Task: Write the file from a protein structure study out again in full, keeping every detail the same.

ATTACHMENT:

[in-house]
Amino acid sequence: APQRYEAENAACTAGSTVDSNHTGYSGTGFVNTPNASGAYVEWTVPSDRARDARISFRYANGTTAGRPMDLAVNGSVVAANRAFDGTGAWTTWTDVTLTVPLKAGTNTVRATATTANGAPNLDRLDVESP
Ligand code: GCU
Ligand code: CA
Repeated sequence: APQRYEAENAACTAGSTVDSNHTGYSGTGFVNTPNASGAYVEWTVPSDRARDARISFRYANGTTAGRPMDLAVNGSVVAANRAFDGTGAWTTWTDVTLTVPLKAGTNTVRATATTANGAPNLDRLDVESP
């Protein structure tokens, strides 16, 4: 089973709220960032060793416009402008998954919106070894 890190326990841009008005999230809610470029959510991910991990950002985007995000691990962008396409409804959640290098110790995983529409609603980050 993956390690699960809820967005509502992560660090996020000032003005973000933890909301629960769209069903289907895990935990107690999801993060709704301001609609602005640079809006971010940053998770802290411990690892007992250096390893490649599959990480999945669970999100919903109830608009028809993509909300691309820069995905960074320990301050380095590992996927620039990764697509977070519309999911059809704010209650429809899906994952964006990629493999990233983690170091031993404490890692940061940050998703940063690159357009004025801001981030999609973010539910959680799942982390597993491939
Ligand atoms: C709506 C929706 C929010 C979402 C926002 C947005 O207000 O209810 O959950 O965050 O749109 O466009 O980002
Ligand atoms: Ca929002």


[in-house]
Amino acid sequence: APQRYEAENAACTAGSTVDSNHTGYSGTGFVNTPNASGAYVEWTVPSDRARDARISFRYANGTTAGRPMDLAVNGSVVAANRAFDGTGAWTTWTDVTLTVPLKAGTNTVRATATTANGAPNLDRLDVESP
Ligand code: GCU
Ligand code: CA
Repeated sequence: APQRYEAENAACTAGSTVDSNHTGYSGTGFVNTPNASGAYVEWTVPSDRARDARISFRYANGTTAGRPMDLAVNGSVVAANRAFDGTGAWTTWTDVTLTVPLKAGTNTVRATATTANGAPNLDRLDVESP
């Protein structure tokens, strides 16, 4: 089973709220960032060793416009402008998954919106070894 890190326990841009008005999230809610470029959510991910991990950002985007995000691990962008396409409804959640290098110790995983529409609603980050 993956390690699960809820967005509502992560660090996020000032003005973000933890909301629960769209069903289907895990935990107690999801993060709704301001609609602005640079809006971010940053998770802290411990690892007992250096390893490649599959990480999945669970999100919903109830608009028809993509909300691309820069995905960074320990301050380095590992996927620039990764697509977070519309999911059809704010209650429809899906994952964006990629493999990233983690170091031993404490890692940061940050998703940063690159357009004025801001981030999609973010539910959680799942982390597993491939
Ligand atoms: C709506 C929706 C929010 C979402 C926002 C947005 O207000 O209810 O959950 O965050 O749109 O466009 O980002
Ligand atoms: Ca929002």